Friday, 28 May 2010

El Lissitzky - Proun

El Lissitzky developed a suprematist style of his own, a series of abstract, geometric paintings which he called Proun (pronounced "pro-oon"). The exact meaning of "Proun" was never fully revealed, with some suggesting that it is a contraction of proekt unovisa (designed by UNOVIS) or proekt utverzhdenya novogo (Design for the confirmation of the new). Later, El Lissitzky defined them ambiguously as "the station where one changes from painting to architecture."

Proun was essentially El Lissitzky's exploration of the visual language of suprematism with spatial elements, utilizing shifting axes and multiple perspectives; both uncommon ideas in suprematism. Suprematism at the time was conducted almost exclusively in flat, 2D forms and shapes, and El Lissitzky, with a taste for architecture and other 3D concepts, tried to expand suprematism beyond this. His Proun works (known as Prounen) spanned over a half a decade and evolved from straightforward paintings and lithographs into fully three-dimensional installations. They would also lay the foundation for his later experiments in architecture and exhibition design. While the paintings were artistic in their own right, their use as a staging ground for his early architectonic ideas was significant. In these works, the basic elements of architecture — volume, mass, color, space and rhythm — were subjected to a fresh formulation in relation to the new suprematist ideals. Through his Prouns, utopian models for a new and better world were developed. This approach, in which the artist creates art with socially defined purpose, could aptly be summarized with his edict "das zielbewußte Schaffen" — "task oriented creation."

From Wikipedia sort of.

A Story of Two Squares (1920)


Dlia golosa (1923)

Thursday, 27 May 2010

Juan Gris

At first Gris painted in the analytic style of Cubism, but after 1913 he began his conversion to synthetic Cubism, of which he became a steadfast interpreter, with extensive use of papier collé. Unlike Picasso and Braque, whose Cubist works were monochromatic, Gris painted with bright harmonious colors in daring, novel combinations in the manner of his friend Matisse.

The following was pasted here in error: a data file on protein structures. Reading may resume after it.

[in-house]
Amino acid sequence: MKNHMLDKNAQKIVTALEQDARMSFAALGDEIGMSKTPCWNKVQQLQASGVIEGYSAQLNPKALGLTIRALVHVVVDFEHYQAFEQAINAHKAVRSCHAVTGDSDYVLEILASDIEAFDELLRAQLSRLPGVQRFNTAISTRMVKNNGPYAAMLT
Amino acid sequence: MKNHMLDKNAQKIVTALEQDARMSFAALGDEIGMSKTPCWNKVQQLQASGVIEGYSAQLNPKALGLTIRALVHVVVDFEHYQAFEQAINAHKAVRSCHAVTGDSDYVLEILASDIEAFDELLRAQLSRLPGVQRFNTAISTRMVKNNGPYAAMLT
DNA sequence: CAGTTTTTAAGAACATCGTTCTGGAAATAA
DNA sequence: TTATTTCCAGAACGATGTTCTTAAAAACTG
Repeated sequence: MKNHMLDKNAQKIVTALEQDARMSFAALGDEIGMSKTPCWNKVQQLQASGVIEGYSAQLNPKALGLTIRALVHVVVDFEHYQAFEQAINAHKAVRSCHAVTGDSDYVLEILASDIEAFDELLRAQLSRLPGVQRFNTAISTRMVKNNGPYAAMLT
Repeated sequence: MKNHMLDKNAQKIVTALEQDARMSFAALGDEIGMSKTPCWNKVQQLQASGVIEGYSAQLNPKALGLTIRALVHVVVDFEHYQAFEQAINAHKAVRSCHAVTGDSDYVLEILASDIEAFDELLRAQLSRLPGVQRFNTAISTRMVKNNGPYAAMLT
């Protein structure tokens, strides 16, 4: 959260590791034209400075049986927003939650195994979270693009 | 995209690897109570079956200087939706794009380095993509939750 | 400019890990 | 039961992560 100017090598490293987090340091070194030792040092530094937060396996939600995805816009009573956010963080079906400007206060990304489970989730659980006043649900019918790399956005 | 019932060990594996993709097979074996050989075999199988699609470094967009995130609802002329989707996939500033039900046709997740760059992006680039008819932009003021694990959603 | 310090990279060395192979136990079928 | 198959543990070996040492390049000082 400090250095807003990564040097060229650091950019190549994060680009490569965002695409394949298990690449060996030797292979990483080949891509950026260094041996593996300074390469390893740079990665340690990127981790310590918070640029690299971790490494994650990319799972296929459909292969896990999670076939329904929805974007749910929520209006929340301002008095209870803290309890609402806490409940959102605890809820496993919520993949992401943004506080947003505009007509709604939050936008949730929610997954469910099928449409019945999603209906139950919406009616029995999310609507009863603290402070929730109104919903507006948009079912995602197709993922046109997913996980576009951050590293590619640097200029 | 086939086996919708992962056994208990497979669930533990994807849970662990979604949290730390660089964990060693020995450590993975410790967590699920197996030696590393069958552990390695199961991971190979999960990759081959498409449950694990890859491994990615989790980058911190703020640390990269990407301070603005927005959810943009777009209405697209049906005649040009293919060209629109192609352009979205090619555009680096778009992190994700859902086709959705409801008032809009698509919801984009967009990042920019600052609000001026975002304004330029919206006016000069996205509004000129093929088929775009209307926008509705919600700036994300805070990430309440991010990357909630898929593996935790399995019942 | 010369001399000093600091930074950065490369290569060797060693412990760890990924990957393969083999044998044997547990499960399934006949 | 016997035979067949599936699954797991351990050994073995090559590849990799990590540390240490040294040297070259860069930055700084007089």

In 1924, he first designed ballet sets and costumes for Sergei Diaghilev and the famous Ballets Russes.

Gris articulated most of his aesthetic theories during 1924 and 1925. He delivered his definitive lecture, Des possibilités de la peinture, at the Sorbonne in 1924. Major Gris exhibitions took place at the Galerie Simon in Paris and the Galerie Flechtheim in Berlin in 1923, and at the Galerie Flechtheim in Düsseldorf in 1925.

He died in Boulogne-sur-Seine (Paris) in the spring of 1927 at the age of forty, leaving a wife, Josette, and a son, Georges.

His top auction price is $20.8 million which was set by his 1915 still life titled, Livre, pipe et verres.

from wikipedia

The Sunblind (1914, see at Tate Gallery)

The Painter's Window (1925)

Harlequin with Guitar (1919)

Wednesday, 26 May 2010

Jacques Villon

Jacques Villon (July 31, 1875 - June 9, 1963) was a French cubist painter and printmaker. Elder brother to Raymond Duchamp-Villon, Marcel Duchamp and Suzanne Duchamp-Crotti, he was born Gaston Emile Duchamp, the reason for his name change was to distinguish himself from his siblings, he adobted Villon as a homage to 15th century medieval french poet François Villon. In 1903 he helped organize the drawing section of the first Salon d'Automne in Paris. In 1904-1905 he studied art at the Académie Julian.

By 1906, Montmartre was a bustling community and Jacques Villon moved to Puteaux in the quiet outskirts of Paris. There, he began to devote more of his time to working in drypoint, an intaglio technique that creates dark, velvety lines that stand out against the white of the paper. During this time he worked closely to develop his technique with other important printmakers such as Manuel Robbe.

His isolation from the vibrant art community in Montmartre, together with his modest nature, ensured that he and his artwork remained obscure for a number of years.

Among Villon's greatest achievements as a printmaker was his creation of a purely graphic language for cubism — an accomplishment that no other printmaker, including his fellow cubists Pablo Picasso or Georges Braque, could claim.

Les Cartes


Le Potin


Portrait of Marcel Duchamp

Comedie de societe

Photograph of Duchamp brothers (l-r Marcel Duchamp, Jacques Villon, and Raymond Duchamp-Villon in the garden of Jacques Villon's studio in Pateaux, France, 1914)